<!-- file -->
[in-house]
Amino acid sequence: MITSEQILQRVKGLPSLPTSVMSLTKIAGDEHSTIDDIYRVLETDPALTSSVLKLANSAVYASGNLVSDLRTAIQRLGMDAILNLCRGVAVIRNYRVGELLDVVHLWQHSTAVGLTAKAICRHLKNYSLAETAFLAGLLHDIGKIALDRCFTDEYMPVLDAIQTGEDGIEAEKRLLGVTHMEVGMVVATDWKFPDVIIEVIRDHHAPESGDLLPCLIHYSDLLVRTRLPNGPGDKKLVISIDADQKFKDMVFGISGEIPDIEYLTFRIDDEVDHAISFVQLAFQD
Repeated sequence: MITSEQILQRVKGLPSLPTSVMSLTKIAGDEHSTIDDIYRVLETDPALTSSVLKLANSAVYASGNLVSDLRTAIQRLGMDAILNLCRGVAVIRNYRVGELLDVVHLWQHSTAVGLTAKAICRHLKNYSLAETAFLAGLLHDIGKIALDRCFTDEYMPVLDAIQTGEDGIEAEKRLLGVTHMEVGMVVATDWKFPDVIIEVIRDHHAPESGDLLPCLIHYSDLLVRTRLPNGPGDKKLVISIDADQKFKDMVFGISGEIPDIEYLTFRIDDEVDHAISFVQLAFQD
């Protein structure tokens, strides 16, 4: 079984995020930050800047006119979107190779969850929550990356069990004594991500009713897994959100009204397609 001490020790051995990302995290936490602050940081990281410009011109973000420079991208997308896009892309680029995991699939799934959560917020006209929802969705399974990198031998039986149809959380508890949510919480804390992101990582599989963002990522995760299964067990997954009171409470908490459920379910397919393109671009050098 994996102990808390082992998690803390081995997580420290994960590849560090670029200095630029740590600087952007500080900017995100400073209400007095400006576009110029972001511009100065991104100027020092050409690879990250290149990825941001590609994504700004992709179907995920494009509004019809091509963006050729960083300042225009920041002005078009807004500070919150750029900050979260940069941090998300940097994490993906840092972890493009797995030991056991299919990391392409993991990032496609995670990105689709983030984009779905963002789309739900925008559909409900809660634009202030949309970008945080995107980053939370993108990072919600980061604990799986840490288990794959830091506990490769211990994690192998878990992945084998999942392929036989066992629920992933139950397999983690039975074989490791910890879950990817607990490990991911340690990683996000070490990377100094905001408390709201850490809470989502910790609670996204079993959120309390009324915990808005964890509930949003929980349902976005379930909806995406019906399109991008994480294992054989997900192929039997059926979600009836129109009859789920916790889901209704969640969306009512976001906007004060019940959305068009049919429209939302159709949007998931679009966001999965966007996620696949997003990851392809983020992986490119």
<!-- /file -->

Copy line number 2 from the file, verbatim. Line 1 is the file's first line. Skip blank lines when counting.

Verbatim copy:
Amino acid sequence: MITSEQILQRVKGLPSLPTSVMSLTKIAGDEHSTIDDIYRVLETDPALTSSVLKLANSAVYASGNLVSDLRTAIQRLGMDAILNLCRGVAVIRNYRVGELLDVVHLWQHSTAVGLTAKAICRHLKNYSLAETAFLAGLLHDIGKIALDRCFTDEYMPVLDAIQTGEDGIEAEKRLLGVTHMEVGMVVATDWKFPDVIIEVIRDHHAPESGDLLPCLIHYSDLLVRTRLPNGPGDKKLVISIDADQKFKDMVFGISGEIPDIEYLTFRIDDEVDHAISFVQLAFQD